Watercress is commonly known as the ‘power food’. With more than 15 essential vitamins and minerals, its health-giving properties have been known since ancient times. Indeed, unlike almost every other fruit or vegetable that is farmed, there is unaltered by breeding or selection and today is identical to the plant eaten in Greek and Roman times.
Gram for gram, watercress contains more vitamin C than oranges, more calcium than milk and more iron than spinach. But people love it for its flavour. Its peppery heat comes from the plant’s mustard oils, which are released when chewed and act as a stimulant to digestion.
Watercress has long been an integral part of the British diet, probably because it grew wild in rivers and streams and therefore could be picked for free.
Watercress grows all year round as it is protected by high and low temperatures due to the flowing spring water that leaves the ground at a constant 10-11 degrees.
Watercress seed can be directly sown into the Watercress beds or planted in protective tunnels and grown in 3cm -5cm in dense mats of seedlings with densities of 20-30,000 stems per square metre.
The seedlings are then planted out to cropping beds as a ratio of 2-3000 stems per square metre.
The plants quickly root into the gravel and as they take hold and grow, the rate of water flow across the beds is gradually increased. The greater the water flow, the greater the nutrients brought to the plants.
The crop is ready to harvest after 4 weeks in summer and 4 months in winter.
The crop is cut in an orientated manner, ‘head-up’, generally by hand with a knife and laid into crates. These are then chilled to less than 5 degrees and bunched.
If the Watercress is to be used for prepared salad, the crop is cut ‘un-bunched’, put into crates and chilled to less than 5 degrees, and then washed by submerging in tanks of flowing water.
Each summer, some of the Watercress is allowed to flower and set seed, and then this seed is dried and stored for the next planting round.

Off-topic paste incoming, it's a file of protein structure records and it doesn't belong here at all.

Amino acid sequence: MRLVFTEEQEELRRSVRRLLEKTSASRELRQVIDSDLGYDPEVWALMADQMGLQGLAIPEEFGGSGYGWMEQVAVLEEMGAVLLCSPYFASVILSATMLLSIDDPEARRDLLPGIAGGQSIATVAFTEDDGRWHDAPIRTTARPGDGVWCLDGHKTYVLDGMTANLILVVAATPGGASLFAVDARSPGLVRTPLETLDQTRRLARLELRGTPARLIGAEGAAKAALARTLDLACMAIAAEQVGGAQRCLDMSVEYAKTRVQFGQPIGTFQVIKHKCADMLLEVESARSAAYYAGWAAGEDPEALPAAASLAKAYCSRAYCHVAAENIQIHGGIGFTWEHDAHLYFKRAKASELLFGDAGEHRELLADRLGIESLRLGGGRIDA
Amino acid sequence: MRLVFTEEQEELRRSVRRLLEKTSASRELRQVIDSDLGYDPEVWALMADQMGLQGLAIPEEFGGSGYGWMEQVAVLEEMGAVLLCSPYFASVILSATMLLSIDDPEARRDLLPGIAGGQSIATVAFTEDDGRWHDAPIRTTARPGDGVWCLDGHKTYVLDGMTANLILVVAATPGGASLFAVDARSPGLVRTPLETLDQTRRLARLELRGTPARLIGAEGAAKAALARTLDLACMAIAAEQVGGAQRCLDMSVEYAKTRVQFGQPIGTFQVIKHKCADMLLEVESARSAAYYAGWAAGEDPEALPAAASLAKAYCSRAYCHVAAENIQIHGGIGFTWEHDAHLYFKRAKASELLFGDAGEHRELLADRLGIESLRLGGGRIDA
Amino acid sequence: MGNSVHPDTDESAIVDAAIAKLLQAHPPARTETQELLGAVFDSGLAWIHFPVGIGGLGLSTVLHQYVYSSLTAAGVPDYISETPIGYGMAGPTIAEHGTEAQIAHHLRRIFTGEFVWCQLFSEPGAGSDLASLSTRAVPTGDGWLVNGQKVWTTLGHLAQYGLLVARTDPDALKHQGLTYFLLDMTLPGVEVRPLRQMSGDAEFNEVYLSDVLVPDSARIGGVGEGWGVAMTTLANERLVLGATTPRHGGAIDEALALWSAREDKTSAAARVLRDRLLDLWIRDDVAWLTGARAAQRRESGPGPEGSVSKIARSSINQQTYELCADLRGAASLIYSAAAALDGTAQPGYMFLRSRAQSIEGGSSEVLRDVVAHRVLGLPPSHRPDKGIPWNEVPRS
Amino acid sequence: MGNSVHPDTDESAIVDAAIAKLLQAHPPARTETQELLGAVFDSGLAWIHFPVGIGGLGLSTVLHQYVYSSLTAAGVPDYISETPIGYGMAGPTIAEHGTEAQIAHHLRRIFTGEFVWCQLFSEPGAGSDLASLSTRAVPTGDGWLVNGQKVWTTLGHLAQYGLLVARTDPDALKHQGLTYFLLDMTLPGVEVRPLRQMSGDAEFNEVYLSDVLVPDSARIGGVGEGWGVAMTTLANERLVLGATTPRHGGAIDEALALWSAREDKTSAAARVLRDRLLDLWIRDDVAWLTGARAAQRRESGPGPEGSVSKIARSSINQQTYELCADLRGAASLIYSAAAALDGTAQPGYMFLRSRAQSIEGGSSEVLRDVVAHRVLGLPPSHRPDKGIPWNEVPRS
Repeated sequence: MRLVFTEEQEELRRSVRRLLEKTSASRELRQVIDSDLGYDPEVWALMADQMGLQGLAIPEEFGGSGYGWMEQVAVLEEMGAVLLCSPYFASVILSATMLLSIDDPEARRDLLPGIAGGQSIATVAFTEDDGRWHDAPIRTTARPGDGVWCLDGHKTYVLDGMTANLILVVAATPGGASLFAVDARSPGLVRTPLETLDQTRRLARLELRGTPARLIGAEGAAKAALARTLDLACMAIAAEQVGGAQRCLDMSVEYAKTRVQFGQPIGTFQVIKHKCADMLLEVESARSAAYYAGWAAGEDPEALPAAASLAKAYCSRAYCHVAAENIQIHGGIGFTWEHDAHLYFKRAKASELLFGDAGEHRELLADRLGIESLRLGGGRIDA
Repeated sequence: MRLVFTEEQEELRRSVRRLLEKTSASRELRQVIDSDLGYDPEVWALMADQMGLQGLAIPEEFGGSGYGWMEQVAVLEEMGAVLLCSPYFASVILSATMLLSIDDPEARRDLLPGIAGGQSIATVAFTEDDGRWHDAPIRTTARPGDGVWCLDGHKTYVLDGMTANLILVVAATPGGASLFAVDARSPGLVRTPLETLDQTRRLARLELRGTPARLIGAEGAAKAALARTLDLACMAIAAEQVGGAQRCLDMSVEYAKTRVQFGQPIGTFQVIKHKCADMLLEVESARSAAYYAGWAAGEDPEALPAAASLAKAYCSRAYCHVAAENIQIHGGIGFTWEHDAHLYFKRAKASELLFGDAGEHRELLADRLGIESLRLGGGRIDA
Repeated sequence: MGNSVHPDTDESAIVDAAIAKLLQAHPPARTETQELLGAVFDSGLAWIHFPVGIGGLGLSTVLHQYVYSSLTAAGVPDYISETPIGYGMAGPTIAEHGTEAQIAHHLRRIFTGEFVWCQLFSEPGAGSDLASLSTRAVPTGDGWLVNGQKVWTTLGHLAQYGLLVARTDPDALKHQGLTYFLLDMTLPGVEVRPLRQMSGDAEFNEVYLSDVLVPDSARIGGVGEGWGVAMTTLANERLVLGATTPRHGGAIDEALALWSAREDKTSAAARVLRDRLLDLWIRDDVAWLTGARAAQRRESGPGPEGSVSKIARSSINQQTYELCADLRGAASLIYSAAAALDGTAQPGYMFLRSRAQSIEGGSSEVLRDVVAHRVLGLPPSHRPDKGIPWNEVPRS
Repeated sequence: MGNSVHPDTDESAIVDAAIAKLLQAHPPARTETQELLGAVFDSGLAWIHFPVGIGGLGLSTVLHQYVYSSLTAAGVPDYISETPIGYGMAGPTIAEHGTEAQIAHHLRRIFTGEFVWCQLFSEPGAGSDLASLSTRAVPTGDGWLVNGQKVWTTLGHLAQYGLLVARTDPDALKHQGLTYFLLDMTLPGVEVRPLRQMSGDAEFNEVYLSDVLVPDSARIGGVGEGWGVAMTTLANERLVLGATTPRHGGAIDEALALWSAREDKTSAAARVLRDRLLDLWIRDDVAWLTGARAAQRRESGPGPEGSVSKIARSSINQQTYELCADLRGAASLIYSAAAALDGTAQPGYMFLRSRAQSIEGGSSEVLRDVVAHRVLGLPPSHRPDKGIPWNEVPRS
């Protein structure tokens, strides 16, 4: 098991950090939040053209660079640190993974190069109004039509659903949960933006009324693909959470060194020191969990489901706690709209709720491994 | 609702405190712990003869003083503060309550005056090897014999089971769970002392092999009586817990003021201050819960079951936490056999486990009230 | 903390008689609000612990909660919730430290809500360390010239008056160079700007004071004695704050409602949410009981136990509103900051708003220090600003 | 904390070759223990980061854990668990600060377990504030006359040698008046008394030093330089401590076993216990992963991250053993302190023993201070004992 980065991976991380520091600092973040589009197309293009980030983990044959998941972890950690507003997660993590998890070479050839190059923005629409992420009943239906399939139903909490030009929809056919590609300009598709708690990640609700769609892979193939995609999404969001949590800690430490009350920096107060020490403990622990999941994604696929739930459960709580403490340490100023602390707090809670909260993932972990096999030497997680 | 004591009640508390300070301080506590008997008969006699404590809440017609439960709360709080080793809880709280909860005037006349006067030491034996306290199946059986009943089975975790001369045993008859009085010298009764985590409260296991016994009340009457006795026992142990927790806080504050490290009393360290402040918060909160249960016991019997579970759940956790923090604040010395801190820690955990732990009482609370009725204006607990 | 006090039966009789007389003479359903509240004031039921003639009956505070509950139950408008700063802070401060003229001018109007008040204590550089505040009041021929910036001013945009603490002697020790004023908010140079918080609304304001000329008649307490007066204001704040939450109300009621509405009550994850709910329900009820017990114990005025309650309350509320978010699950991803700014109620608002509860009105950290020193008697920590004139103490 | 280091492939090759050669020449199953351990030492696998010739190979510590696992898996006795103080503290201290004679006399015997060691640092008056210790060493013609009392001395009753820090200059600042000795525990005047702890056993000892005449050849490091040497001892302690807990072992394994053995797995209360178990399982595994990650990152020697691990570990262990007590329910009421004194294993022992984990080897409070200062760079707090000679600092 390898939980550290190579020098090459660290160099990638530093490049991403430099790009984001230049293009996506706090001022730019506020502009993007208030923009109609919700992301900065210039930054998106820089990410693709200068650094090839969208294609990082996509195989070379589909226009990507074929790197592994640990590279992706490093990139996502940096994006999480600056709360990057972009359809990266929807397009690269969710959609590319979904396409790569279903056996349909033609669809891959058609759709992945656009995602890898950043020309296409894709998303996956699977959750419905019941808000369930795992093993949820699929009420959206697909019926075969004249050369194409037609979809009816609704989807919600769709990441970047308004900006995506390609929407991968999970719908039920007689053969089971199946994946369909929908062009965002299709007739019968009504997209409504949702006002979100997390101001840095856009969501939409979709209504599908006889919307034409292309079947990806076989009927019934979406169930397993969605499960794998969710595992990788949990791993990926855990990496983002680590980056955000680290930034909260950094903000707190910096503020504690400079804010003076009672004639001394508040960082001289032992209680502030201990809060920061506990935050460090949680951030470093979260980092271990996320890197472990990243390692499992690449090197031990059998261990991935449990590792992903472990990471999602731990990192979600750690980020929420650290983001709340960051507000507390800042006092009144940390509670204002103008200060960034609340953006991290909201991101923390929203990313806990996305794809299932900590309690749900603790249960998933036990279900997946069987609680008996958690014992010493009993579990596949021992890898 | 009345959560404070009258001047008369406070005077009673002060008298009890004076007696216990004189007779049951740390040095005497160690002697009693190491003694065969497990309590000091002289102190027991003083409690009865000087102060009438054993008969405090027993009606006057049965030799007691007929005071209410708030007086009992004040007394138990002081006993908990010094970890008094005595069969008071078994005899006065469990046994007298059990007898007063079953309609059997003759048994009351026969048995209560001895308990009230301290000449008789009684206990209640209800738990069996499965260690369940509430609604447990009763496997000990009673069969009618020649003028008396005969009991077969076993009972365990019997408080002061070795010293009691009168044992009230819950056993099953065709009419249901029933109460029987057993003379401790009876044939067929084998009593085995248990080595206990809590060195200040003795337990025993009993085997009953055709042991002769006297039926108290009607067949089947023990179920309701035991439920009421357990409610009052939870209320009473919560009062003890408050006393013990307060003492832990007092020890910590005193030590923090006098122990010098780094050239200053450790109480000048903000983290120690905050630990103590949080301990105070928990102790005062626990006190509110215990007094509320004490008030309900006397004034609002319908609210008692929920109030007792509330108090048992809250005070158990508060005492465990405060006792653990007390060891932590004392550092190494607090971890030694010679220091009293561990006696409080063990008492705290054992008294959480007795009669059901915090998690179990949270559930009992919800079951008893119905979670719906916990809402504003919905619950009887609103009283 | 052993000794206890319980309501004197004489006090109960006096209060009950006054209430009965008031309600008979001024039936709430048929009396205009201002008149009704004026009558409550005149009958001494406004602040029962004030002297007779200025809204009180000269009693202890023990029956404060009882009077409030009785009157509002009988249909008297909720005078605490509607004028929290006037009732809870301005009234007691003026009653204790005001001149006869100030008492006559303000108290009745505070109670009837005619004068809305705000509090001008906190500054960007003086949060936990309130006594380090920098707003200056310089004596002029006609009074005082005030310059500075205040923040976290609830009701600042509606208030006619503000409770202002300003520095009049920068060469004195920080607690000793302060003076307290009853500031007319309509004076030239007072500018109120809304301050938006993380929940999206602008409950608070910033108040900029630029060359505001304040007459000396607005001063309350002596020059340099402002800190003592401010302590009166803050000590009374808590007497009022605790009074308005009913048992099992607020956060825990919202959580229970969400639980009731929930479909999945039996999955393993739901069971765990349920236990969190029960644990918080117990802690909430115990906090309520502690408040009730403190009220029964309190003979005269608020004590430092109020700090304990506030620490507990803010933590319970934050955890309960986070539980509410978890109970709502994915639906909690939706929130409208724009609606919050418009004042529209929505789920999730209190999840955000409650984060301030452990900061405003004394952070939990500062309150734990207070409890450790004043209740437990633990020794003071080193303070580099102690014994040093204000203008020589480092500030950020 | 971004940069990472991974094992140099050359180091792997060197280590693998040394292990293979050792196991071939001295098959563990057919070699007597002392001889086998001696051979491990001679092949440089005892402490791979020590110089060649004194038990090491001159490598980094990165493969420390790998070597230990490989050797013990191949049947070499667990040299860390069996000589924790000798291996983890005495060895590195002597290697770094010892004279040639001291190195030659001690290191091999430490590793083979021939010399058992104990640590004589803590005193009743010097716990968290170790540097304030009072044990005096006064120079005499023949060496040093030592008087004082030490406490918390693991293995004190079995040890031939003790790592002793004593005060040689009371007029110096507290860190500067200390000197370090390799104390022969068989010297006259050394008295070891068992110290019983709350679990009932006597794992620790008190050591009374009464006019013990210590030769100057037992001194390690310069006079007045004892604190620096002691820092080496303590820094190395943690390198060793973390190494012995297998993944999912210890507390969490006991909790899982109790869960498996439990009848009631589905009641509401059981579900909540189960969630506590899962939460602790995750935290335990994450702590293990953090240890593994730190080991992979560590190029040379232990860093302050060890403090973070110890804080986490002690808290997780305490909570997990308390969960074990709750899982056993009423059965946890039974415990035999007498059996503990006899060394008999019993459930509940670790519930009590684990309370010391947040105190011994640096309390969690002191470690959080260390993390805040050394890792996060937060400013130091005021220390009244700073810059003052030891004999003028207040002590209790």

It was only in the last 150 years or so that Watercress was properly farmed. Early Ordinance Survey maps show a farm being listed on this site around the 1820’s and Watercress farming began here around in the 1840’s.
Watercress requires fresh pure mineral-rich spring water to grow, and the natural springs at Cassiobury Farm & Fishery bring water which exceeds modern day mineral water quality tests.
In its Victorian heyday, the majority of Watercress farms were built either in Hampshire, Dorset or Hertfordshire where the right water flow could be found. The development of the railway enabled tons of Watercress to be transported each day to London’s Covent Market where it was eaten in the hand, rather like an ice cream cone.
A small railway was built at this Farm to take the Watercress from the processing plant down to the canal, and from there into London. You can still see the remains of the old railway line in Watermint Meadow.
The Watercress industry continued through both World Wars, and you can see the bomb shelter at the other end of the Farm which was used to protect farm workers during raids. By the 1940’s over 1,000 acres of Watercress were under cultivation; but then the decline of the railway, a drop in demand, and overseas competition meant that by 2000 only 150 acres was being farmed. This site was believed to be the 4th largest Watercress farm in the UK when at full production; able to deliver 2 million bags of watercress a year.
Despite it’s noble history, Watercress became thought of as just a garnish, but in 2003 the British Watercress growers took action and launched a new campaign called ‘Not Just A Bit on the Side’ and the industry is now enjoying a renaissance.